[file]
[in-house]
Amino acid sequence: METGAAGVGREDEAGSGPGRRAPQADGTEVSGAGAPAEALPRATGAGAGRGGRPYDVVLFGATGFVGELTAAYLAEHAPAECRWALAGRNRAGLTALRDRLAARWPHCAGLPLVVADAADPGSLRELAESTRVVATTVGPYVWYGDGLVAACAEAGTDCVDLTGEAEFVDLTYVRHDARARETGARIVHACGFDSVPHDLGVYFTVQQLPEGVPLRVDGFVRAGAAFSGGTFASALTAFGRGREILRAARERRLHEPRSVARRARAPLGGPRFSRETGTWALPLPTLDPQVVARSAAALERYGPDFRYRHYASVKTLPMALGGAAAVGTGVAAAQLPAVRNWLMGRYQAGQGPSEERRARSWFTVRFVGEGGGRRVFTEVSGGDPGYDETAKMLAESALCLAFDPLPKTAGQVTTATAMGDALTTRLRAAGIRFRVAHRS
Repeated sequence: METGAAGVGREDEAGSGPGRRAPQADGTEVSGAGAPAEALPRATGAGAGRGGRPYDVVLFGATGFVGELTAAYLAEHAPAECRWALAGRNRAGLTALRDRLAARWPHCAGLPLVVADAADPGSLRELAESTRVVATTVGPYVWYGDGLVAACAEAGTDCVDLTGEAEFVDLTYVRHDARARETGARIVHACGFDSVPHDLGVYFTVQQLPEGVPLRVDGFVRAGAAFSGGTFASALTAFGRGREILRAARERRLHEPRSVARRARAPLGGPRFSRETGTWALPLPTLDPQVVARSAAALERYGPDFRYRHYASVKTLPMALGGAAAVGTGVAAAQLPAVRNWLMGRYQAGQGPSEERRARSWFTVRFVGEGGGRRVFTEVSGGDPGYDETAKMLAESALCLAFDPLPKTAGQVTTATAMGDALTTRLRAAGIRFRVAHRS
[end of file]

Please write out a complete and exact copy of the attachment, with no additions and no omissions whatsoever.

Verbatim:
[in-house]
Amino acid sequence: METGAAGVGREDEAGSGPGRRAPQADGTEVSGAGAPAEALPRATGAGAGRGGRPYDVVLFGATGFVGELTAAYLAEHAPAECRWALAGRNRAGLTALRDRLAARWPHCAGLPLVVADAADPGSLRELAESTRVVATTVGPYVWYGDGLVAACAEAGTDCVDLTGEAEFVDLTYVRHDARARETGARIVHACGFDSVPHDLGVYFTVQQLPEGVPLRVDGFVRAGAAFSGGTFASALTAFGRGREILRAARERRLHEPRSVARRARAPLGGPRFSRETGTWALPLPTLDPQVVARSAAALERYGPDFRYRHYASVKTLPMALGGAAAVGTGVAAAQLPAVRNWLMGRYQAGQGPSEERRARSWFTVRFVGEGGGRRVFTEVSGGDPGYDETAKMLAESALCLAFDPLPKTAGQVTTATAMGDALTTRLRAAGIRFRVAHRS
Repeated sequence: METGAAGVGREDEAGSGPGRRAPQADGTEVSGAGAPAEALPRATGAGAGRGGRPYDVVLFGATGFVGELTAAYLAEHAPAECRWALAGRNRAGLTALRDRLAARWPHCAGLPLVVADAADPGSLRELAESTRVVATTVGPYVWYGDGLVAACAEAGTDCVDLTGEAEFVDLTYVRHDARARETGARIVHACGFDSVPHDLGVYFTVQQLPEGVPLRVDGFVRAGAAFSGGTFASALTAFGRGREILRAARERRLHEPRSVARRARAPLGGPRFSRETGTWALPLPTLDPQVVARSAAALERYGPDFRYRHYASVKTLPMALGGAAAVGTGVAAAQLPAVRNWLMGRYQAGQGPSEERRARSWFTVRFVGEGGGRRVFTEVSGGDPGYDETAKMLAESALCLAFDPLPKTAGQVTTATAMGDALTTRLRAAGIRFRVAHRS